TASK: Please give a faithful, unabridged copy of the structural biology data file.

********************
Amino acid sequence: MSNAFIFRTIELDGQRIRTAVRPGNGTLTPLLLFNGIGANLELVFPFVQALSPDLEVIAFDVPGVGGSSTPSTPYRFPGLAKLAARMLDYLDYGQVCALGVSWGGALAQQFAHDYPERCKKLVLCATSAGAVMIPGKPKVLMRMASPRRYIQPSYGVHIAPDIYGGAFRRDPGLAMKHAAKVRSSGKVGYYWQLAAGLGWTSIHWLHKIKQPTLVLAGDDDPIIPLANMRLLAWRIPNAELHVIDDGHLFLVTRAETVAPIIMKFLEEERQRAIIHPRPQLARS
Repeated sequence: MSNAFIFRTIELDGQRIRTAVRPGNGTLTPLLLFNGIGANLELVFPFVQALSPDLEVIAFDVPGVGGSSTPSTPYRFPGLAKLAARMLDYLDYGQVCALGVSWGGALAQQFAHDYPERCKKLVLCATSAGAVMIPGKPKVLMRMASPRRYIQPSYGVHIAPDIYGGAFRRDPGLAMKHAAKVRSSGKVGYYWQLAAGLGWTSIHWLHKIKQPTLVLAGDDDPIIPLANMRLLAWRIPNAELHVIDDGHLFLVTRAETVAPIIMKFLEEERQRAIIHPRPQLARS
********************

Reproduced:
Amino acid sequence: MSNAFIFRTIELDGQRIRTAVRPGNGTLTPLLLFNGIGANLELVFPFVQALSPDLEVIAFDVPGVGGSSTPSTPYRFPGLAKLAARMLDYLDYGQVCALGVSWGGALAQQFAHDYPERCKKLVLCATSAGAVMIPGKPKVLMRMASPRRYIQPSYGVHIAPDIYGGAFRRDPGLAMKHAAKVRSSGKVGYYWQLAAGLGWTSIHWLHKIKQPTLVLAGDDDPIIPLANMRLLAWRIPNAELHVIDDGHLFLVTRAETVAPIIMKFLEEERQRAIIHPRPQLARS
Repeated sequence: MSNAFIFRTIELDGQRIRTAVRPGNGTLTPLLLFNGIGANLELVFPFVQALSPDLEVIAFDVPGVGGSSTPSTPYRFPGLAKLAARMLDYLDYGQVCALGVSWGGALAQQFAHDYPERCKKLVLCATSAGAVMIPGKPKVLMRMASPRRYIQPSYGVHIAPDIYGGAFRRDPGLAMKHAAKVRSSGKVGYYWQLAAGLGWTSIHWLHKIKQPTLVLAGDDDPIIPLANMRLLAWRIPNAELHVIDDGHLFLVTRAETVAPIIMKFLEEERQRAIIHPRPQLARS